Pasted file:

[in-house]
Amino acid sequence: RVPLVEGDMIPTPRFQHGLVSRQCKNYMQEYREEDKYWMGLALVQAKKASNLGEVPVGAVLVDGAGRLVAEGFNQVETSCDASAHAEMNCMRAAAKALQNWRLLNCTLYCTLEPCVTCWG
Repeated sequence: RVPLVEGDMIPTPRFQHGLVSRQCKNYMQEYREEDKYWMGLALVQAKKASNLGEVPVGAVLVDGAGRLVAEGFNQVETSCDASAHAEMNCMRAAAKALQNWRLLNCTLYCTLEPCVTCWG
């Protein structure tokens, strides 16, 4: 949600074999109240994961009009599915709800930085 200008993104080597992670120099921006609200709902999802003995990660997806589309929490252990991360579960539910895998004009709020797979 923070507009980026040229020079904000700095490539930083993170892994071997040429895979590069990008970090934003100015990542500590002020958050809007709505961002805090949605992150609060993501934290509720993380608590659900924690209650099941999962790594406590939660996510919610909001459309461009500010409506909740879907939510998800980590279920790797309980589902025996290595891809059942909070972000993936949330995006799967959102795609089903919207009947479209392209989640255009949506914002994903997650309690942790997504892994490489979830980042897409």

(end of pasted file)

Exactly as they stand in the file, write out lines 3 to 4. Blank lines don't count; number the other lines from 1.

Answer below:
Repeated sequence: RVPLVEGDMIPTPRFQHGLVSRQCKNYMQEYREEDKYWMGLALVQAKKASNLGEVPVGAVLVDGAGRLVAEGFNQVETSCDASAHAEMNCMRAAAKALQNWRLLNCTLYCTLEPCVTCWG
């Protein structure tokens, strides 16, 4: 949600074999109240994961009009599915709800930085 200008993104080597992670120099921006609200709902999802003995990660997806589309929490252990991360579960539910895998004009709020797979 923070507009980026040229020079904000700095490539930083993170892994071997040429895979590069990008970090934003100015990542500590002020958050809007709505961002805090949605992150609060993501934290509720993380608590659900924690209650099941999962790594406590939660996510919610909001459309461009500010409506909740879907939510998800980590279920790797309980589902025996290595891809059942909070972000993936949330995006799967959102795609089903919207009947479209392209989640255009949506914002994903997650309690942790997504892994490489979830980042897409």